Inside Unmanned Systems

FEB-MAR 2018

Inside Unmanned Systems provides actionable business intelligence to decision-makers and influencers operating within the global UAS community. Features include analysis of key technologies, policy/regulatory developments and new product design.

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Page 26 of 67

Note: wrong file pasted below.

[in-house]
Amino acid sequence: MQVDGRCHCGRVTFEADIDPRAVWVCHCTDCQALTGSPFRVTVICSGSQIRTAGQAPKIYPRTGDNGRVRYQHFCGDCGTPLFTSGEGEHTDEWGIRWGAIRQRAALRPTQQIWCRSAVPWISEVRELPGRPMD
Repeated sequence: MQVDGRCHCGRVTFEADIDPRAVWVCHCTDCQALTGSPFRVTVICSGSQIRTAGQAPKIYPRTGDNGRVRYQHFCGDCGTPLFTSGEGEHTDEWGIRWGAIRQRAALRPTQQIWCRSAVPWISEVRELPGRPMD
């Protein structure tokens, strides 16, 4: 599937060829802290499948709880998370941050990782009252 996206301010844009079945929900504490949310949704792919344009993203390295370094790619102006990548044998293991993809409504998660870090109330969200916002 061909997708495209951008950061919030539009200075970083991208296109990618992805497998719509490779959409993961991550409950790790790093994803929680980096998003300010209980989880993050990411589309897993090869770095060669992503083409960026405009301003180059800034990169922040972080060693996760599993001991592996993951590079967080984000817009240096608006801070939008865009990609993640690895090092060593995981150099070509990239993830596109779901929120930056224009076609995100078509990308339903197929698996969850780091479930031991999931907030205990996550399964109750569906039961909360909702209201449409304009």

ENGINEERING. PRACTICE. POLICY. 27 February/March 2018 unmanned systems inside L AS VEGAS—While driverless cars may not always have had a place at the annual Consumer Electronics Show, the times they have a changed. At the recent CES in Las Vegas, several displays, workshops, demonstrations and discussions focused on autonomous vehicles, the sensor in- novations that make them possible and many of the manufacturers' partnerships and plans to bring driverless cars to more places around the world. A panel of executives at the Consumer Telematics Show—held January 8, one day prior to the start of CES 2018—said that for autonomous vehicles to be successfully inte- grated on roadways nationwide, legislative hurdles, public acceptance and insurance is- sues need to be addressed. The fear that states will impose their own au- tonomous vehicle regulations concerned at least one panelist. "It's the Balkanization of rules," said Brad Stertz, Audi director of government affairs. He told the audience that 30 states were working on legislation and his company had already had to stop at the California border to recertify an autonomous vehicle during testing. "[The National Highway Transportation Safety Administration] didn't want to have 50 states with 50 different rules," he said. In terms of who is adopting autonomous vehicles first, most panel members believe the answer is mobility-as-a-service and f leet roll- outs. As part of that question, do consumers want autonomous vehicles? "I enjoy driving. The question is, do I want to drive, or can I ride in a fully autonomous vehicle that serves as an office, workplace, ho- tel, theatre, game room?" said Danny Shapiro, NVIDIA senior director of automotive. A panel member representing a racecar manufacturer said it is building trust through competitive racing that tests connected and autonomous technologies. "The car tests both human and machine interaction, not just autonomous [capabili- ties]. It tests how you can make the driver better," said Bryn Balcombe, Roborace chief strategy officer. "These cars operate in extreme conditions. It's about speed—not just traffic jam assis- tance—when you get into hundreds of miles an hour. There is not much time to react," he said. "So, it is easy to take the cars out on the streets." One of the topics discussed was the role insurance companies have to play in the adoption of autonomous vehicles. They could offer lower rates based on assistance sys- tems, for example, encouraging consumers to become early adopters. "The business of sav- ing lives, trial lawyers and controlling business rates are big business. This will shift across business models," Stertz said. Shapiro believes insurance, and autonomous cars, will go to some sort of f lat subscriber fee. "People are not going to get personal insur- ance. Car companies like Audi will be respon- sible for that vehicle," he said. Major Announcements The four-day show had more than 170,000 at- tendees and 3,900 exhibits and hosted a num- ber of major announcements. New electric vehicles with future autonomous capabilities, including the Kia Niro vehicle, were rolled out at CES. Hyundai also introduced its Nexo, a hydrogen fuel cell SUV. Before CES, Hyundai and Aurora "I ENJOY DRIVING. THE QUESTION IS, DO I WANT TO DRIVE, OR CAN I RIDE IN A FULLY AUTONOMOUS VEHICLE THAT SERVES AS AN OFFICE, WORKPLACE, HOTEL, THEATRE, GAME ROOM?" Danny Shapiro, senior director of automotive, NVIDIA Aptiv/Lyft gave autonomous vehicle rides during CES.

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